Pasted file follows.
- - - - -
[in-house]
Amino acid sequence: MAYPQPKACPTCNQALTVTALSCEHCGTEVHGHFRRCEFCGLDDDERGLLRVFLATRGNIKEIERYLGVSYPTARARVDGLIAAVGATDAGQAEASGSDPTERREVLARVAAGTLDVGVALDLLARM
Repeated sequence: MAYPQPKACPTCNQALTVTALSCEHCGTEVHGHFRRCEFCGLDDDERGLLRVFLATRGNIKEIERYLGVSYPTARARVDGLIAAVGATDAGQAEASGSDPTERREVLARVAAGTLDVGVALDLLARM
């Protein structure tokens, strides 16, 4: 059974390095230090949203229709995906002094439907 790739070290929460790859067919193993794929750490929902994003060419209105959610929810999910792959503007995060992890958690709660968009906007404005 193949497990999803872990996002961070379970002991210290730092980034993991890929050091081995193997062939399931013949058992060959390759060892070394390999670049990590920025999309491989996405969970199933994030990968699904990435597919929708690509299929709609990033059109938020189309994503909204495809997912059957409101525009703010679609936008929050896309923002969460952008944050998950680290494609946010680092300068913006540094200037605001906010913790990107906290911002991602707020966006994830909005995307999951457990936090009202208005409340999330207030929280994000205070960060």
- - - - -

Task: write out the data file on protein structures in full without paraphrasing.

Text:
[in-house]
Amino acid sequence: MAYPQPKACPTCNQALTVTALSCEHCGTEVHGHFRRCEFCGLDDDERGLLRVFLATRGNIKEIERYLGVSYPTARARVDGLIAAVGATDAGQAEASGSDPTERREVLARVAAGTLDVGVALDLLARM
Repeated sequence: MAYPQPKACPTCNQALTVTALSCEHCGTEVHGHFRRCEFCGLDDDERGLLRVFLATRGNIKEIERYLGVSYPTARARVDGLIAAVGATDAGQAEASGSDPTERREVLARVAAGTLDVGVALDLLARM
């Protein structure tokens, strides 16, 4: 059974390095230090949203229709995906002094439907 790739070290929460790859067919193993794929750490929902994003060419209105959610929810999910792959503007995060992890958690709660968009906007404005 193949497990999803872990996002961070379970002991210290730092980034993991890929050091081995193997062939399931013949058992060959390759060892070394390999670049990590920025999309491989996405969970199933994030990968699904990435597919929708690509299929709609990033059109938020189309994503909204495809997912059957409101525009703010679609936008929050896309923002969460952008944050998950680290494609946010680092300068913006540094200037605001906010913790990107906290911002991602707020966006994830909005995307999951457990936090009202208005409340999330207030929280994000205070960060």